As soon as my stuff comes from Butcher and Packer, I'm making the pepperone. I happen to have a wine cellar with the perfect temp and humidity this time of year. Can't wait!

So far I've given 2 friends their own copy. There should be some sort of "Buy 3 get one free" offer!

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QUOTE(melkor @ Dec 28 2005, 05:01 PM)

the dogs had a texture I wasn't fond of.  In a bun they are fine but on their own they are too soft. I suspect the 5 minute paddling time incorporated too much air into the forcemeat - next time I think we'll stop after 2 minutes.

*

QUOTE(Michael Ruhlman @ Jan 3 2006, 06:28 AM)

I know what you mean about the texture. It doesn't sound like a broken forcemeat. with home equipment, it's hard to get that really tight almost rubbery feel you get from vienna hot dogs. they use high powered choppers. Next time you do an emulsified, try reducing the water and the fat a little.

*

I'm not sure if this has been said previously and I've only just ordered Michaels book over the net so I'm not sure on what the recipe says but another way of getting a texture more similar to the emulsion sausages is to put the meat through the mincer 3 or 4 times, maybe up to 5 times. I know this is time consuming but that is what some butchers here in Australia do to avoid spending significant amounts of money on bowl cutters. You will not get a perfect emulsion but it will be significantly better than one grind and a mix. The other thing is to keep the mix very cold.

If I haven't repeated something someone has already said, I hope this is of help!

Cheers,

Doc-G


Edited by Doc-G (log)

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Once again, my appologies for not getting the pictures...but I just pulled the herb brined turkey breast from the Bradley Smoker today....Wow...I never, ever, would have believed that turkey could taste like this. What a wonderful treat!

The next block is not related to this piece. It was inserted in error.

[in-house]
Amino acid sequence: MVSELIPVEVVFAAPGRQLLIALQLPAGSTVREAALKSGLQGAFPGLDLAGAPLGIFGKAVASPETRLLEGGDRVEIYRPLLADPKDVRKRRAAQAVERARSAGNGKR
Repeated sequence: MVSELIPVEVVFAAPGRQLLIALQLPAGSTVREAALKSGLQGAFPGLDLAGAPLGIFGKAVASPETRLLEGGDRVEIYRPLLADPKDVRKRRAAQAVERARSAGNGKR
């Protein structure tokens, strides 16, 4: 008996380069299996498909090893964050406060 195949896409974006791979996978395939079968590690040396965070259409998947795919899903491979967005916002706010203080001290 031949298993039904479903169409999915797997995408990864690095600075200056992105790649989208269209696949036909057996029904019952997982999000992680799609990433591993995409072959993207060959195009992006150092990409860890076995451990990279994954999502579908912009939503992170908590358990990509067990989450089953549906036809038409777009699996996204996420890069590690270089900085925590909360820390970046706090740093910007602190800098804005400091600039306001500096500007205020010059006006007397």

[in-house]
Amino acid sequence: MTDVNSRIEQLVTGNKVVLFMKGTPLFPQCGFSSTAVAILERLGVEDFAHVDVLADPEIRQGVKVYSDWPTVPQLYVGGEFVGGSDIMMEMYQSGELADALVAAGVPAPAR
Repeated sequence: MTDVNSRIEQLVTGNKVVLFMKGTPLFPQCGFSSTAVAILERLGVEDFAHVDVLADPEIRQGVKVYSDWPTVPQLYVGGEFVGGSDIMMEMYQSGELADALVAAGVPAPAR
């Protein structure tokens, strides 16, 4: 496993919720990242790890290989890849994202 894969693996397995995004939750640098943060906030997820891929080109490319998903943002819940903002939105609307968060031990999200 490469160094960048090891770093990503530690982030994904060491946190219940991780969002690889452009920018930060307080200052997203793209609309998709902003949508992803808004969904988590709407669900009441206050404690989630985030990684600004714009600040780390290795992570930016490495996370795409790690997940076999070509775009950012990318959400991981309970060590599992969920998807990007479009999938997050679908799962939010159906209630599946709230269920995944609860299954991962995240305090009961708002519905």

I was hooked just reading the book, but now I'm REALLY hooked.

This is great fun!

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Here's hoping someone can help me. I have Charcuterie (what a marvellous book!) and fresh pork belly is on sale this week so I thought I would try my hand at some bacon. However, the only thing I could source locally that approaches "pink salt" is a package of READYCURE. The ingredients are: Salt, Sodium Nitrite, Sodium Bicarbonate.

The instructions on the package (which must be refrigerated??) are as follows:

For pumping, use 12Kg TO 100 litres of water or 12lbs to 10 galls water. Pump 15-20%. For cover pickle, use 4Kg to 100 litres of water plus 6Kg of salt or 4lbs to 10 gallons of water plus 6 lbs salt. For dry cure, use 2lbs to 100 lbs of meat or 2Kg to 100 Kg meat.

Anyone know if I can follow the instructions in Charcuterie and treat this as pink salt?

Would I need to adjust the proportions in the book?

Why does it have to be refrigerated? How long is it good for if refrigerated?

Many thanks.

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hi anna,

i don't know what readycure is, why there is bicarb in it or why it should be refrigerated. is it pink? does it say the percentage of nitrite in it? if it's 6.25%, then you can use as is. if it doesn't you probably can anyway--the ratios you give make it sound weaker than sodium nitrite here. or you can omit it altogether, you will still have tasty cured belly, though i'd go with a more savory pancetta style cure. in the future get pink salt for a buck fifty from butcher-packer.com.

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hi anna,

i don't know what readycure is, why there is bicarb in it or why it should be refrigerated.  is it pink? does it say the percentage of nitrite in it?  if it's 6.25%, then you can use as is.  if it doesn't you probably can anyway--the ratios you give make it sound weaker than sodium nitrite here. or you can omit it altogether, you will still have tasty cured belly, though i'd go with a more savory pancetta style cure.  in the future get pink salt for a buck fifty from butcher-packer.com.

Thank you Michael. It does not say the percentage of nitrite - I have given everything I can find on the package regarding ingredients, etc. No, it is not pink. I now realize that the package itself says nothing about refrigeration - that is on the price sticker from the supermarket.